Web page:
The Rocket Recordings Collisions series has thus far seen luminaries like The Heads, White Hills, Oneida, Mugstar, Shit & Shine and Gnod locking horns against each other on psychic voyages to bold dimensions anew. The latest instalment again deals with a pair of hand-picked, boundary-breaking iconoclasts, pushing the Collisions series further out into the realm of the unexpected, as this
Anglo-Italian pair of perversely kindred spirits combine to wreak havoc.
Mysteriously and ghoulish masked voyagers from a land of nightmare (via Preston, Lancashire) Evil Blizzard have been raising eyebrows in the live arena in the last two years with their queasy,grand guignol-tinged style of repetitive and intense dementia, existing on a psychic wavelength informed by the howling dread of ‘Metal Box’-era PiL, the sonic overload of Hawkwind and a taste for a very British type of disquieting absurdity. Their contribution to this disc comprises two versions of the previously unreleased powerhouse that remains at the centre of their live set, ‘Sacrifice’; along with the sinister riff-monolith itself, a remix by fellow Rocket artists Teeth Of The Sea, beams the track through a prism of electronic horrorscore tension and adds chanted vocal mantas and demented ululations to suitably unsettling and portentous effect.
Mamuthones, noted for their position in the burgeoning Italian occult psychedelic movement, possess markedly similar psychological makeup, building their sound on circular, repetitive motifs and taking their name from a death-masked figure from a ritual of some 2,000 years standing, famous for walking the processions and haunting the imaginations of the Sardinian locals via their prominence in traditional carnivals. Yet in keeping with the darkly celebratory origins of their monicker, this band, formed by ex-Jennifer Gentle (Sub Pop) man Alessio Gastaldello, are possessed of an upbeat and effervescent sound equally damaged by the dark alchemy of early Can, the sci-fi swagger of Chrome and the magpie spirit of Eno and Byrne’s ‘My Life In The Bush With Ghosts’.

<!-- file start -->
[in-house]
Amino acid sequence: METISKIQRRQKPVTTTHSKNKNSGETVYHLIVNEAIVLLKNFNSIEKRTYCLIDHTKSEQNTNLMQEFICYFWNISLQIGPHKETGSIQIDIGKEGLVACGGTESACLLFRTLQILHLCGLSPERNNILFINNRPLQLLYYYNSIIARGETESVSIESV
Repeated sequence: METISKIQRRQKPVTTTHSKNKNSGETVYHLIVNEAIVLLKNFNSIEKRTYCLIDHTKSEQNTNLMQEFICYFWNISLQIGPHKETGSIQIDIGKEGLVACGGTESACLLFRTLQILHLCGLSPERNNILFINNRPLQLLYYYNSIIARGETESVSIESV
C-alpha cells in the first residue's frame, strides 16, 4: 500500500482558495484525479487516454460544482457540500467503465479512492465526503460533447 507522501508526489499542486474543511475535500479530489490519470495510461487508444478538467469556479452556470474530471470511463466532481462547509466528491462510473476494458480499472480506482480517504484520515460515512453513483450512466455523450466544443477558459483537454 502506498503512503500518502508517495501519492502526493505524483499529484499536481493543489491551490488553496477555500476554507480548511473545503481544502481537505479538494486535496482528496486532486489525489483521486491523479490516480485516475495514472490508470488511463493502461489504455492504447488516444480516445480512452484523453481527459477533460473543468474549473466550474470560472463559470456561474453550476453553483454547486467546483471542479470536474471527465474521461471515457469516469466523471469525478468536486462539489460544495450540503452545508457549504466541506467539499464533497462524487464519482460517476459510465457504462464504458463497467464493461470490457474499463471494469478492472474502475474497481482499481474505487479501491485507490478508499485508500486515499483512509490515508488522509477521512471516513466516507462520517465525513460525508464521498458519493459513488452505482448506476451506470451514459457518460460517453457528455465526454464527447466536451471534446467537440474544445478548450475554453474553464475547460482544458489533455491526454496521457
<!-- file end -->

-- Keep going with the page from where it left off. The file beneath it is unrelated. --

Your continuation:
Collisions 04 explores the ying and yang of an approach whereby overt post-punk and psychedelic influences meld with with esoteric vibrations and irreverent attitude, challenging bands, listener, and label alike in an intimidating and invigorating assault on the senses. Evil Blizzard and Mamuthones make for formidable opponents, in a demolition derby where the result is victory for all.
A horrifically bleak album that I finally got around to listening to. Mesmerisingly dark and sludgy, and a distant cut above the usual stoner tripe that floods bandcamp. Truely a monumental album with some of the most deliciously tortured guitar licks I've ever heard. A dark, brooding psychedelic masterpiece. impressivelad
A fantastic slice across the varied landscape of what Rocket do best, all packaged on two beautiful, heavyweight slabs of very pretty vinyl. Outstanding quality both musically and in the physical package too. This is part of why this label is awesome. Ed Sprake
Prior to the release of The Mirror, Gnod had generally been a long-form, krautrock-influenced psychedelic collective, putting out tribal rhythm, pagan rituals on LP. That's why the first 30 seconds of The Mirror are so shocking: This is repetitive, heavily political, metallic post-punk. It sounds less like Amon Duul and more like Metal Box-era PiL or Cop-era Swans, with angry sloganeering about the rise of fascism shouted above the din. Levrikon